Common Equity Tier I capital (“CET1”) is comprised of common stock and related surplus, plus retained earnings, and is reduced by goodwill and other intangible assets, net of associated deferred tax liabilities. Tier I capital is comprised of CET1 capital plus Additional Tier I capital, which for the Company includes non-cumulative perpetual preferred stock and trust preferred securities. Total capital is comprised of Tier I capital plus certain adjustments, the largest of which for the Company and the Bank is the allowance for loan losses. Risk-weighted assets refer to the on- and off-balance sheet exposures of the Company and the Bank, adjusted for their related risk levels using formulas set forth in Federal Reserve regulations.

 

Under the Basel III Capital Rules, the following are the initial minimum capital ratios applicable to the Company and the Bank as of January 1, 2015:

 

·4.5% CET1 to risk-weighted assets;
·6.0% Tier I capital (that is, CET1 plus Additional Tier I capital) to risk-weighted assets;
·8.0% total capital (that is, Tier I capital plus Tier II capital) to risk-weighted assets; and
·4.0% Tier I leverage ratio (that is Tier I capital) to quarterly average total assets.

 

The Basel III Capital Rules also introduce a new “capital conservation buffer,” composed entirely of CET1, on top of these minimum risk-weighted asset ratios. The capital conservation buffer is designed to absorb losses during periods of economic stress. Banking institutions with a ratio of CET1 to risk-weighted assets above the minimum but below the capital conservation buffer will face constraints on dividends, equity repurchases and compensation based on the amount of the shortfall. The implementation of the capital conservation buffer began on January 1, 2016 at 0.625% and will be phased in over a four-year period (increasing by that amount on each subsequent January 1, until it reaches 2.5% on January 1, 2019). Thus, when fully phased-in on January 1, 2019, the Company and the Bank will be required to maintain this additional capital conservation buffer of 2.5% of CET1, resulting in the following minimum capital ratios:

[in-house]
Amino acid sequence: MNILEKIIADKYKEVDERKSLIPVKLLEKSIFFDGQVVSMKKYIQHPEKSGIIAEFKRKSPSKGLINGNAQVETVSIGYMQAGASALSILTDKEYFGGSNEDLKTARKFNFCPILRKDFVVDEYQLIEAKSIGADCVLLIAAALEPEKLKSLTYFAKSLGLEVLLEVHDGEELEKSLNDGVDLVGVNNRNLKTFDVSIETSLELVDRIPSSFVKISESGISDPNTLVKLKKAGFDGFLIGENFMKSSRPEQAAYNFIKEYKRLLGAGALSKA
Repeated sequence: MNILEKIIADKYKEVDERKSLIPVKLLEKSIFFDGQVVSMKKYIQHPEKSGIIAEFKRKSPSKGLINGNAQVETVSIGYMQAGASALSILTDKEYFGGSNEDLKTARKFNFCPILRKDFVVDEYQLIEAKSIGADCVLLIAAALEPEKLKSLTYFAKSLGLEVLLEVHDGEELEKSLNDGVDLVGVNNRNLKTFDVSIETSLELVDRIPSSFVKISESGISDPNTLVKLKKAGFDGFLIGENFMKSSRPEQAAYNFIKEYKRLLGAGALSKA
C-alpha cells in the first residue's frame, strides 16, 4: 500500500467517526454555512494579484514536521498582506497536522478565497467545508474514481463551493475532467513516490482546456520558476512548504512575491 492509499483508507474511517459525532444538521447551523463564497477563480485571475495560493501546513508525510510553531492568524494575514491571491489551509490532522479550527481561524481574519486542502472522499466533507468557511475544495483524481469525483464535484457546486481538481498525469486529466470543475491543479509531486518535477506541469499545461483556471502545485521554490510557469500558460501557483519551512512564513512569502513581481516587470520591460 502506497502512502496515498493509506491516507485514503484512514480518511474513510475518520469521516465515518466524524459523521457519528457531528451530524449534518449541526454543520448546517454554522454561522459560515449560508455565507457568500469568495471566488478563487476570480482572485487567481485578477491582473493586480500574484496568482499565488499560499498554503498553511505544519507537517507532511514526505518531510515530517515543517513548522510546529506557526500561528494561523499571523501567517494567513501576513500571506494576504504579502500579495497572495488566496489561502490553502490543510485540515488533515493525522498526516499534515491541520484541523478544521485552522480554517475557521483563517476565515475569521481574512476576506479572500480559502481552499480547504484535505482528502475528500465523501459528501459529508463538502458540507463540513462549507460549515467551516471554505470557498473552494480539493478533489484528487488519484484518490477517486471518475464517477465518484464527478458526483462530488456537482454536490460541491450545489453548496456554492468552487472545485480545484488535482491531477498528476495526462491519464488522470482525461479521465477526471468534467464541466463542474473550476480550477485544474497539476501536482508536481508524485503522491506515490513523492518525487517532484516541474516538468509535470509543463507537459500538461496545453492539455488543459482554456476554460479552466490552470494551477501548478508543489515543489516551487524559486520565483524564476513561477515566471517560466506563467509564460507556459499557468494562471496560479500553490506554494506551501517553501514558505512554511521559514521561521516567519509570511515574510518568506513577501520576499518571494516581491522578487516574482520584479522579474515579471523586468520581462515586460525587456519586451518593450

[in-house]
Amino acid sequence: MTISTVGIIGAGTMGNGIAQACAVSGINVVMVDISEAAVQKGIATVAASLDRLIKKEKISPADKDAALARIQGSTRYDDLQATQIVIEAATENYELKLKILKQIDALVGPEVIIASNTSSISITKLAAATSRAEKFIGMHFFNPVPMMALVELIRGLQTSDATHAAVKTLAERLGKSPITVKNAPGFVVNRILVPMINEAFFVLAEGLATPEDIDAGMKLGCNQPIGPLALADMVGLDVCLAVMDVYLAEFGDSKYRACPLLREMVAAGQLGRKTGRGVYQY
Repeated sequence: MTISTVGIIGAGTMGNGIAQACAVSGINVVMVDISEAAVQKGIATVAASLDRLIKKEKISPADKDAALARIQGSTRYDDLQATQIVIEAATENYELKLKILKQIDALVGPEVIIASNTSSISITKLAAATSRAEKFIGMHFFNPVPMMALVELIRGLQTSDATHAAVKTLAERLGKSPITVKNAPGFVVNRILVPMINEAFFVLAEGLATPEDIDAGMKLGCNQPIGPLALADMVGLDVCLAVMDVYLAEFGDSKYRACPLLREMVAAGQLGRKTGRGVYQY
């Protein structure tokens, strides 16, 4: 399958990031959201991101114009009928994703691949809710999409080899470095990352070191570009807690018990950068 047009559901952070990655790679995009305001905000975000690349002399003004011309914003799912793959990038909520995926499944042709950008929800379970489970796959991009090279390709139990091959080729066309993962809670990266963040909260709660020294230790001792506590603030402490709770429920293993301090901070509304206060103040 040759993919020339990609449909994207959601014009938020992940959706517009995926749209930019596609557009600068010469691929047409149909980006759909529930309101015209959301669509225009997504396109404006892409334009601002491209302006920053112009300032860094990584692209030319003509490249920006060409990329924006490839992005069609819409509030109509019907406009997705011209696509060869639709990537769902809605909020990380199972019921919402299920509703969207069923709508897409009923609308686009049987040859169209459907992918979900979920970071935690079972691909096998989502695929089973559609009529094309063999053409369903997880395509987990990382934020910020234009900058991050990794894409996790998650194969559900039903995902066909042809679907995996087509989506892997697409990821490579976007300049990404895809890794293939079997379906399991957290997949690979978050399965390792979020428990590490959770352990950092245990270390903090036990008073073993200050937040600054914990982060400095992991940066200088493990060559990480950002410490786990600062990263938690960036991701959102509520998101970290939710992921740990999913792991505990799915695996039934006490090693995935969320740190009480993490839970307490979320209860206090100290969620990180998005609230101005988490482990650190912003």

·4.5% CET1 to risk-weighted assets, plus the capital conservation buffer, effectively resulting in a minimum ratio of CET1 to risk-weighted assets of at least 7%;
·6.0% Tier I capital to risk-weighted assets, plus the capital conservation buffer, effectively resulting in a minimum Tier I capital ratio of at least 8.5%;
·8.0% total capital to risk-weighted assets, plus the capital conservation buffer, effectively resulting in a minimum total capital ratio of at least 10.5%; and
·4.0% Tier I leverage ratio

 

In addition to the minimum capital requirements described above, the regulatory framework for prompt corrective action also contains specific capital guidelines for a bank’s classification as “well capitalized.” The current specific guidelines are as follows –

 

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·CET1 Capital Ratio of at least 6.50%;
·Tier I Capital Ratio of at least 8.00%;
·Total Capital Ratio of at least 10.00%; and a
·Leverage Ratio of at least 5.00%

 

If a bank falls below “well capitalized” status in any of these three ratios, it must ask for FDIC permission to originate or renew brokered deposits. The Bank’s regulatory ratios exceeded the threshold for “well-capitalized” status at December 31, 2016, 2015, and 2014 – see Note 16 to the consolidated financial statements for a table that presents the Bank’s regulatory ratios.

 

Table 21 presents our regulatory capital ratios as of December 31, 2016, 2015, and 2014. All of our capital ratios have significantly exceeded the minimum regulatory thresholds for all periods covered by this report.

 

In this economic environment, our goal is to maintain our capital ratios at levels at least 200 basis points higher than the “well capitalized” thresholds set for banks. At December 31, 2016, our total risk-based capital ratio was 13.36% compared to the 10.00% “well capitalized” threshold.

 

In addition to regulatory capital ratios, we also closely monitor our ratio of tangible common equity to tangible assets (“TCE Ratio”). Our TCE Ratio was 8.16% at December 31, 2016 compared to 8.13% at December 31, 2015.

 

See “Supervision and Regulation” under “Business” above and Note 16 to the consolidated financial statements for discussion of other matters that may affect our capital resources.

 

Off-Balance Sheet Arrangements and Derivative Financial Instruments

 

Off-balance sheet arrangements include transactions, agreements, or other contractual arrangements pursuant to which we have obligations or provide guarantees on behalf of an unconsolidated entity. We have no off-balance sheet arrangements of this kind other than letters of credit and repayment guarantees associated with our trust preferred securities.

 

Derivative financial instruments include futures, forwards, interest rate swaps, options contracts, and other financial instruments with similar characteristics. We have not engaged in significant derivatives activities through December 31, 2016 and have no current plans to do so.